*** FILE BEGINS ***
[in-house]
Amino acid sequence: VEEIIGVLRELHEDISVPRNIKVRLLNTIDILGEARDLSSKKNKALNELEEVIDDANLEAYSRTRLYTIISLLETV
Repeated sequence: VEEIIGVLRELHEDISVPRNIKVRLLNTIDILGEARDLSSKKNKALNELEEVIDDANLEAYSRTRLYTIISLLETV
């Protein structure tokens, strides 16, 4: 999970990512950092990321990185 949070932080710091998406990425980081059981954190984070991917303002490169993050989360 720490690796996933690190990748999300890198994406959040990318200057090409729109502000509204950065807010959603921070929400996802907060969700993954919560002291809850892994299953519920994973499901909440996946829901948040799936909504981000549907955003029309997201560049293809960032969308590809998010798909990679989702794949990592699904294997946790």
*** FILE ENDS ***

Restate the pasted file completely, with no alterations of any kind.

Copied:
[in-house]
Amino acid sequence: VEEIIGVLRELHEDISVPRNIKVRLLNTIDILGEARDLSSKKNKALNELEEVIDDANLEAYSRTRLYTIISLLETV
Repeated sequence: VEEIIGVLRELHEDISVPRNIKVRLLNTIDILGEARDLSSKKNKALNELEEVIDDANLEAYSRTRLYTIISLLETV
């Protein structure tokens, strides 16, 4: 999970990512950092990321990185 949070932080710091998406990425980081059981954190984070991917303002490169993050989360 720490690796996933690190990748999300890198994406959040990318200057090409729109502000509204950065807010959603921070929400996802907060969700993954919560002291809850892994299953519920994973499901909440996946829901948040799936909504981000549907955003029309997201560049293809960032969308590809998010798909990679989702794949990592699904294997946790």